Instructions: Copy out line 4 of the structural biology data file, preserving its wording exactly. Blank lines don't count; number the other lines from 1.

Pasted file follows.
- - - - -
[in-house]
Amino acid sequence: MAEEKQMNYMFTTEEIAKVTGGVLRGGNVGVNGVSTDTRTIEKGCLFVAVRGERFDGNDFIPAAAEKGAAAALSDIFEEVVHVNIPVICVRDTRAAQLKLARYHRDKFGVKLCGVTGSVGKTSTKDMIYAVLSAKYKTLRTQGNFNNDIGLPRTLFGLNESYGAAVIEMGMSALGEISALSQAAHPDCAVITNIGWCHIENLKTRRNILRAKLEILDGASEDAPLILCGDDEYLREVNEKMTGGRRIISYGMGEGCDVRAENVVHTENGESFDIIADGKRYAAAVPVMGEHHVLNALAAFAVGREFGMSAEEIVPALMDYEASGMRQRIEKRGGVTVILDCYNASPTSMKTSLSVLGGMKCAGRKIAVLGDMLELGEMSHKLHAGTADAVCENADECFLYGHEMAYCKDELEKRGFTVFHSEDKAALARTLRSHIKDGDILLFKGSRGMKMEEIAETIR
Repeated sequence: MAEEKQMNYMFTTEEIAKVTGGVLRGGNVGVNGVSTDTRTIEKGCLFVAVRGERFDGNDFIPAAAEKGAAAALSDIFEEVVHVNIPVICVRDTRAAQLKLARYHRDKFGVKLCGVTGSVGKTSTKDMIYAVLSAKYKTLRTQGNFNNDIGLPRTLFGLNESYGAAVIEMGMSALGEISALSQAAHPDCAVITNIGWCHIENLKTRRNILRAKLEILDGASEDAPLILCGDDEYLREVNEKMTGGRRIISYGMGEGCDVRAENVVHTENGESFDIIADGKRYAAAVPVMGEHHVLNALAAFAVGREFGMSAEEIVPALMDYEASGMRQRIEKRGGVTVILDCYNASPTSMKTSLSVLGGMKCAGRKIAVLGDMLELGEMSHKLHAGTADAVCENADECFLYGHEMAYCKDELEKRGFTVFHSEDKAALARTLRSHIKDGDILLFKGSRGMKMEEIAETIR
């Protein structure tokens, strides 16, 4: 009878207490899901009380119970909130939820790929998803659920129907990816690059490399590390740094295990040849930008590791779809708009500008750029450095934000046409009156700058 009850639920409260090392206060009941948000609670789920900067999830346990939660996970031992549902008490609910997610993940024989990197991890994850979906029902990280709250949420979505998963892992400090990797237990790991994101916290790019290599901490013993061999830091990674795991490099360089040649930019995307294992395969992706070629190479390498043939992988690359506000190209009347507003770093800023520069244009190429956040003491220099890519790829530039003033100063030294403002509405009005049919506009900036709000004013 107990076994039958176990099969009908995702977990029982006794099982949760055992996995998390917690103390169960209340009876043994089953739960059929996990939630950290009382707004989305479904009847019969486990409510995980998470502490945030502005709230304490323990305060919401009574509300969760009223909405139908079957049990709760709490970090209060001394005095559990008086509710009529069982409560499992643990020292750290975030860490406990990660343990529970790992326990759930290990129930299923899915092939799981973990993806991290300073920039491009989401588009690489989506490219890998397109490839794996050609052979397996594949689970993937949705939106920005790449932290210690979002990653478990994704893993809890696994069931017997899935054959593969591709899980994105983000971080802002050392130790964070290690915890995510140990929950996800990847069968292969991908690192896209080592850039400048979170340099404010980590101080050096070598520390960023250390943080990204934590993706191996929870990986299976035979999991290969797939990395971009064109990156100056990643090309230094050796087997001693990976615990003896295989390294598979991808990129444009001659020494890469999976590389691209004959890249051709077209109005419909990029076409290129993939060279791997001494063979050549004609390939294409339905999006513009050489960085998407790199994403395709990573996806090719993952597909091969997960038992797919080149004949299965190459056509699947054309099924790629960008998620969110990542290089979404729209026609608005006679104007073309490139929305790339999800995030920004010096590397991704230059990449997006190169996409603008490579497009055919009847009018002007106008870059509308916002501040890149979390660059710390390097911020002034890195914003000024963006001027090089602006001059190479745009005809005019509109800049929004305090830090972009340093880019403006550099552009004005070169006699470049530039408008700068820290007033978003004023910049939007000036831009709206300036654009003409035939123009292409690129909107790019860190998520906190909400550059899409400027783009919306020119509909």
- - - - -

């Protein structure tokens, strides 16, 4: 009878207490899901009380119970909130939820790929998803659920129907990816690059490399590390740094295990040849930008590791779809708009500008750029450095934000046409009156700058 009850639920409260090392206060009941948000609670789920900067999830346990939660996970031992549902008490609910997610993940024989990197991890994850979906029902990280709250949420979505998963892992400090990797237990790991994101916290790019290599901490013993061999830091990674795991490099360089040649930019995307294992395969992706070629190479390498043939992988690359506000190209009347507003770093800023520069244009190429956040003491220099890519790829530039003033100063030294403002509405009005049919506009900036709000004013 107990076994039958176990099969009908995702977990029982006794099982949760055992996995998390917690103390169960209340009876043994089953739960059929996990939630950290009382707004989305479904009847019969486990409510995980998470502490945030502005709230304490323990305060919401009574509300969760009223909405139908079957049990709760709490970090209060001394005095559990008086509710009529069982409560499992643990020292750290975030860490406990990660343990529970790992326990759930290990129930299923899915092939799981973990993806991290300073920039491009989401588009690489989506490219890998397109490839794996050609052979397996594949689970993937949705939106920005790449932290210690979002990653478990994704893993809890696994069931017997899935054959593969591709899980994105983000971080802002050392130790964070290690915890995510140990929950996800990847069968292969991908690192896209080592850039400048979170340099404010980590101080050096070598520390960023250390943080990204934590993706191996929870990986299976035979999991290969797939990395971009064109990156100056990643090309230094050796087997001693990976615990003896295989390294598979991808990129444009001659020494890469999976590389691209004959890249051709077209109005419909990029076409290129993939060279791997001494063979050549004609390939294409339905999006513009050489960085998407790199994403395709990573996806090719993952597909091969997960038992797919080149004949299965190459056509699947054309099924790629960008998620969110990542290089979404729209026609608005006679104007073309490139929305790339999800995030920004010096590397991704230059990449997006190169996409603008490579497009055919009847009018002007106008870059509308916002501040890149979390660059710390390097911020002034890195914003000024963006001027090089602006001059190479745009005809005019509109800049929004305090830090972009340093880019403006550099552009004005070169006699470049530039408008700068820290007033978003004023910049939007000036831009709206300036654009003409035939123009292409690129909107790019860190998520906190909400550059899409400027783009919306020119509909």